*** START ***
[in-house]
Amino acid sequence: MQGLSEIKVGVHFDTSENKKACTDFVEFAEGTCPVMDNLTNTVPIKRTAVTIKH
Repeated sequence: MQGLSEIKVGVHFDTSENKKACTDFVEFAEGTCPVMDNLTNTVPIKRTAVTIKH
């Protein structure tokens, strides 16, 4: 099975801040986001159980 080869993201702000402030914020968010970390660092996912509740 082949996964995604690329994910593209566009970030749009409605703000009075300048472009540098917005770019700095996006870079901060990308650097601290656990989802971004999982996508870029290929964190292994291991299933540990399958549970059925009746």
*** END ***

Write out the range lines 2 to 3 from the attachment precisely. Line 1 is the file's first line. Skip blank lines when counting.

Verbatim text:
Amino acid sequence: MQGLSEIKVGVHFDTSENKKACTDFVEFAEGTCPVMDNLTNTVPIKRTAVTIKH
Repeated sequence: MQGLSEIKVGVHFDTSENKKACTDFVEFAEGTCPVMDNLTNTVPIKRTAVTIKH